The Chairman of the House of Representatives Ways and Means Committee Charles Rangel (D-NY) is committed to finding common ground on trade policy with the Bush Administration. The Ways and Means Committee released a one page summary of a 15 page document Rangel is discussing with U.S. Trade Representative Susan Schwab and other Administration officials. The summary has five major points that have varying degrees of opportunities to fit within a broader free trade agenda.

The summary calls for creation of a “Strategic Workers Assistance and Training Initiative (SWAT) to promote education, training and portable health and pension benefits.” It would be a public-private partnership in addition to the existing Trade Adjustment Assistance Program. This type of expanded assistance has already been accepted as part of an agreement on trade policy; it is just a case of deciding which programs would be most acceptable and limiting outlays for what could be a $20 billion per year program.

“An expanded trade and aid program to foster development in the poorest countries in the world” is also part of the proposal. Existing U.S. programs could be expanded, or the U.S. could use an idea from the Doha Round of WTO trade talks and provide tariff free access to U.S. markets for the 50 poorest countries. Free trade is good for countries at all levels of economic development and the poorest countries have the most to gain.

Another proposal is to “open major markets to create new opportunities for U.S. workers, farmers and businesses – raise standards of living at home and abroad.” That is what the current Doha Round of WTO negotiations is all about, and one of the stumbling blocks has been market access for U.S. products. When trade becomes freer, a higher standard of living is the natural result as productivity improves through specialization of labor.

The bullet points under “Ensure that U.S. free trade agreements raise standards of living, create new markets for U.S. goods” will be more difficult. Requiring trade agreement partners to enforce international labor standards has been a contentious issue for years. Some see this as a backdoor way of forcing U.S. labor laws to conform to standards set by international groups. Another point would require trading partners to implement Multilateral Environmental Agreements. Government procurement programs are to promote workers rights. These are micro management efforts that countries may reject as infringements on their sovereignty.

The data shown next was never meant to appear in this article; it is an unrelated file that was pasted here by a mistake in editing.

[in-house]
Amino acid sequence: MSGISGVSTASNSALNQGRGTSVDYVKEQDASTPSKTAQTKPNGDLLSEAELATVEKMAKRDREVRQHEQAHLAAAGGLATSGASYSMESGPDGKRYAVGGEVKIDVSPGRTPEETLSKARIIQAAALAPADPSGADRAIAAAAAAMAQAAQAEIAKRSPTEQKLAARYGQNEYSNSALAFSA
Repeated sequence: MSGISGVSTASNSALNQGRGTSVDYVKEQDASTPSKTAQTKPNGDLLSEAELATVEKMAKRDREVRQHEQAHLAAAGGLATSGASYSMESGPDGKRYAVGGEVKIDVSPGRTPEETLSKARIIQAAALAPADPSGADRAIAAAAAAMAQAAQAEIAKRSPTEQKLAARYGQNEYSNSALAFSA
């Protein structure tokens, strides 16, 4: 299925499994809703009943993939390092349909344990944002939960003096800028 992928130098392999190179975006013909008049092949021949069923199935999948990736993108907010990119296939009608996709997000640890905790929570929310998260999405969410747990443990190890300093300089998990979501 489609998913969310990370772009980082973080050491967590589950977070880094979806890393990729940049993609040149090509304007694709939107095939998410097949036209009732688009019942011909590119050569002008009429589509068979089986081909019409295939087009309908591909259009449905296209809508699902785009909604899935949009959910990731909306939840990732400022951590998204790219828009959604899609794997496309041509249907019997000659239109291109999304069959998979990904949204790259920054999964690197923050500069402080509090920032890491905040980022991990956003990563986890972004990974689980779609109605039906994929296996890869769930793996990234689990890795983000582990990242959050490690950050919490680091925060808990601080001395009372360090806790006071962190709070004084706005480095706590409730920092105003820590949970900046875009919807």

The most difficult policy challenges may be under “Stand up for American workers, farmers and businesses, especially in the hard hit U.S. manufacturing sector.” This includes immediate actions on Chinese and Japanese exchange rates and new WTO trade cases against trading partners. These actions are seen as a way to make trade a two-way street. Escalating trade disputes is not a policy substitute for negotiating more open markets.

These trade policy positions partly reflect a deep uneasiness in the pro-trade wing of the Democrats in the House and Senate. The March 28 issue of the Wall Street Journal profiled the thinking of Dr. Alan Blinder of Princeton University who has been an economic policy advisor to Democrats for 20 years and a strong defender of free trade. He served 18 months on President Clinton’s Council of Economic Advisors before serving two years on the Federal Reserve Board. While he still rejects trade protectionism, he believes the movement of jobs around the world is part of another industrial revolution. He sees a need for more help for workers caught in the transition and a retooling of schools to prepare for jobs of the future.

Proposals like those by Chairman Rangel can be viewed as either ways to promote more open trade while easing the dislocations that occur for U.S. workers or as a backdoor attempt at protectionist trade policies that are impossible for the Bush Administration to embrace. While Mr. Rangel believes in more open trade, many other Democrats take a much more protectionist view as they try to understand the policy needs of the country.

While some Democrats and Republicans in the House and Senate would applaud a failure of the talks between Chairman Rangel and the Bush Administration, the status quo in trade policy is not a viable economic option. The U.S. economy, just like other economies of the developed world and increasing numbers in the developing world, is dependent on exports and imports. It is an economic policy work-in-progress that cannot be turned off without income losses for workers and fewer product choices for consumers.

The real issue in trade policy is a question of faith in the U.S. economy to remain competitive with the rest of the world. Those who have lived through the last 50 years of economic life or have read about it will recognize that this is not the first crisis of confidence. In the 1960s it was a resurgent Europe; in the 1970s it was communism of the old Soviet Union; in the late 1980s it was Japan; now it is China, India, Brazil, etc.

Fear of being overtaken economically by other countries is not a totally bad condition. Dr. Blinder is right in his concern that adjustments to changing trade flows will be harder to handle than in past years and that education is essential to training “knowledge workers” (a phrase borrowed from management guru Peter Drucker). Many of these public policy issues cannot be solved by trade policy. And protectionism, either overt or covert, will make conditions worse. Trade policy must do what it can to increase opportunities for producers and consumers, and the other issues need to be handled somewhere else in the political system.